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COMMUNITY CASE STUDY

Youth Advocacy as a Tool for Environmental and Policy Changes That Support Physical Activity and Nutrition: An Evaluation Study in San Diego County

Leslie S. Linton, JD, MPH; Christine C. Edwards, MPH; Susan I. Woodruff, PhD; Rachel A. Millstein, MHS, MS; Cheryl Moder, BA

Suggested citation for this article: Linton LS, Edwards CC, Woodruff SI, Millstein RA, Moder C. Youth Advocacy as a Tool for Environmental and Policy Changes That Support Physical Activity and Nutrition: An Evaluation Study in San Diego County. Prev Chronic Dis 2014;11:130321. DOI: http://dx.doi.org/10.5888/pcd11.130321.

PEER REVIEWED

Abstract

Background
As evidence grows about the benefits of policy and environmental changes to support active living and healthy eating, effective tools for implementing change must be developed. Youth advocacy, a successful strategy in the field of tobacco control, should be evaluated for its potential in the field of obesity prevention.

Community Context
San Diego State University collaborated with the San Diego County Childhood Obesity Initiative to evaluate Youth Engagement and Action for Health! (YEAH!), a youth advocacy project to engage youth and adult mentors in advocating for neighborhood improvements in physical activity and healthy eating opportunities. Study objectives included documenting group process and success of groups in engaging in community advocacy with decision makers.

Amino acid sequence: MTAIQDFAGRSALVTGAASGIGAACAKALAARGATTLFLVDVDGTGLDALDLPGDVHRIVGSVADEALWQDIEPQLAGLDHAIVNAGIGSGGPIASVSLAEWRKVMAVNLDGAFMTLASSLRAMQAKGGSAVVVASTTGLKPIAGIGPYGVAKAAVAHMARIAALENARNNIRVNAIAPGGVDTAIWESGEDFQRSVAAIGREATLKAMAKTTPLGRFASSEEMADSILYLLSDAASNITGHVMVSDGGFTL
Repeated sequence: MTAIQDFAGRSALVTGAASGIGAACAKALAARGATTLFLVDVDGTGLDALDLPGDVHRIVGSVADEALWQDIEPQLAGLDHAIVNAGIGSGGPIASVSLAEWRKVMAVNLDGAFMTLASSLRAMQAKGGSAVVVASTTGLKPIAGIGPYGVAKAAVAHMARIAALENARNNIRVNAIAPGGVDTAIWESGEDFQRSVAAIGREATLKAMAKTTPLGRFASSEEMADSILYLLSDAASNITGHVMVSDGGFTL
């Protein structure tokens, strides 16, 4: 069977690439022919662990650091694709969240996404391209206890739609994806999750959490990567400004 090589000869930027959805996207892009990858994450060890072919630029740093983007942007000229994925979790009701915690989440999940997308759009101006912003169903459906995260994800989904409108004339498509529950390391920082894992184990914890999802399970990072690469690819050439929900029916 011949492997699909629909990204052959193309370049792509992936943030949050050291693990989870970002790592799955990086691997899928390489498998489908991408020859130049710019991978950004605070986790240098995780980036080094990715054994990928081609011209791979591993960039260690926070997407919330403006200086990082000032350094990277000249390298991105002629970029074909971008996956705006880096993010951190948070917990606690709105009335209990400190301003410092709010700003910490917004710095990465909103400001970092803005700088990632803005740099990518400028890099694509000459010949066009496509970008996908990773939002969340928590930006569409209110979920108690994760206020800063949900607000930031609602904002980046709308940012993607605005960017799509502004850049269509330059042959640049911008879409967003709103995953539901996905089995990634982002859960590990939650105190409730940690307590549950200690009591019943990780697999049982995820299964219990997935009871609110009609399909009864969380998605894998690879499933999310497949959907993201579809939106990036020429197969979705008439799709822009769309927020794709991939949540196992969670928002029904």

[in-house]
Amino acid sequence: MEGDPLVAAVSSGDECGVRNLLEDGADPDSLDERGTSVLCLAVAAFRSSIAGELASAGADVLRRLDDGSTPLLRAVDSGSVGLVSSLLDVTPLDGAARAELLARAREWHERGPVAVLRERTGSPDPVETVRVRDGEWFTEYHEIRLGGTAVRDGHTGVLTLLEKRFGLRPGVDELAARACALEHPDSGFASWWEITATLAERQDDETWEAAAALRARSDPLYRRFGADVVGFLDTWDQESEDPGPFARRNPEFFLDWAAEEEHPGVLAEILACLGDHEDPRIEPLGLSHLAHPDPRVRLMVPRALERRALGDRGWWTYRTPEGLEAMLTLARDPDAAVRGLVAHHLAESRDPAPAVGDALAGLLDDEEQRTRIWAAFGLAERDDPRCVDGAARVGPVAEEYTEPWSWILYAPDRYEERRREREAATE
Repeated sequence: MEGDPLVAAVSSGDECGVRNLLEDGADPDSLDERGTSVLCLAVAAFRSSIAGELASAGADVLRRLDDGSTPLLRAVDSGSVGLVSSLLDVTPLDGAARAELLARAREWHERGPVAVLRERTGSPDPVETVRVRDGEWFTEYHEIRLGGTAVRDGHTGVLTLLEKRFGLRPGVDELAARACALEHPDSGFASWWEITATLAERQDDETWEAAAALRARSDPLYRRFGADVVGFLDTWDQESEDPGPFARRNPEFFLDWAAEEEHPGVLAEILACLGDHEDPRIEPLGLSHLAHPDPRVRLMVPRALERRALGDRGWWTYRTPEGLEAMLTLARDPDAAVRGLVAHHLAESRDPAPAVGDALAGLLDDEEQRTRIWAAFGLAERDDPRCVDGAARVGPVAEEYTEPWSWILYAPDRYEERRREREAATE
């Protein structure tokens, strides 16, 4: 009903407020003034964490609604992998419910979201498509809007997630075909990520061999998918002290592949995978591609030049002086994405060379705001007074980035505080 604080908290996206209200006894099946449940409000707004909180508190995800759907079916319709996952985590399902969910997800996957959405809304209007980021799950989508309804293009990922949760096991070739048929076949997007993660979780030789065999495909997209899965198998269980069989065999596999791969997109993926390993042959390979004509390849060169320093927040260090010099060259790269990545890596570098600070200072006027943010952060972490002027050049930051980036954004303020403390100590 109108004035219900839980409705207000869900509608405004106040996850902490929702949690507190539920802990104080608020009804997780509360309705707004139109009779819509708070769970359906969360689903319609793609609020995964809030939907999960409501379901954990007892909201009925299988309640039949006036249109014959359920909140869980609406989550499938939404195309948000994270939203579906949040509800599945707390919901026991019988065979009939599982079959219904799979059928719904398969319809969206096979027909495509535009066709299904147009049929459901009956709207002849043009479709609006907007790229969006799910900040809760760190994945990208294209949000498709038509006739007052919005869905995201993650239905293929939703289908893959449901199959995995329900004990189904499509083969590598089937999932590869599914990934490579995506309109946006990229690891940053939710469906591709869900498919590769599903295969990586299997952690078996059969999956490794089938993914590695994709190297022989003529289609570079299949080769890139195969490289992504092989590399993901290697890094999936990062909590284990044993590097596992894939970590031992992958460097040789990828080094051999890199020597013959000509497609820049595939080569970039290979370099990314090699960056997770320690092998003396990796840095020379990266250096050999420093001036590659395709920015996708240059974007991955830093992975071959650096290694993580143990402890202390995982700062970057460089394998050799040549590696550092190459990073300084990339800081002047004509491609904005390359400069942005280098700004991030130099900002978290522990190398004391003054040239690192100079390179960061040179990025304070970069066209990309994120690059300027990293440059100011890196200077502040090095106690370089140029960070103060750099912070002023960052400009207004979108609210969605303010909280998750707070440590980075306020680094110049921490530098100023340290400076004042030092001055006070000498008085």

Methods
In 2011 and 2012, YEAH! group leaders were recruited from the San Diego County Childhood Obesity Initiative’s half-day train-the-trainer seminars for adult leaders. Evaluators collected baseline and postproject survey data from youth participants and adult group leaders and interviewed decision makers.

Outcomes
Of the 21 groups formed, 20 completed the evaluation, conducted community assessments, and advocated with decision makers. Various types of decision makers were engaged, including school principals, food service personnel, city council members, and parks and recreation officials. Eleven groups reported change(s) implemented as a result of their advocacy, 4 groups reported changes pending, and 5 groups reported no change as a result of their efforts.

Interpretation
Even a brief training session, paired with a practical manual, technical assistance, and commitment of adult leaders and youth may successfully engage decision makers and, ultimately, bring about change.

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Background

As evidence grows about the benefits of policy and environmental changes to support active living and healthy eating (1), practitioners need evidence of successful policy implementation strategies. This is particularly true in at-risk communities where environmental inequities are associated with low levels of physical activity and healthy eating (2). Advocacy is a community-based strategy of education, communication, and leadership skills for persuading others about a point of view. Advocacy for physical activity environment and healthy eating policy changes is an understudied approach (3).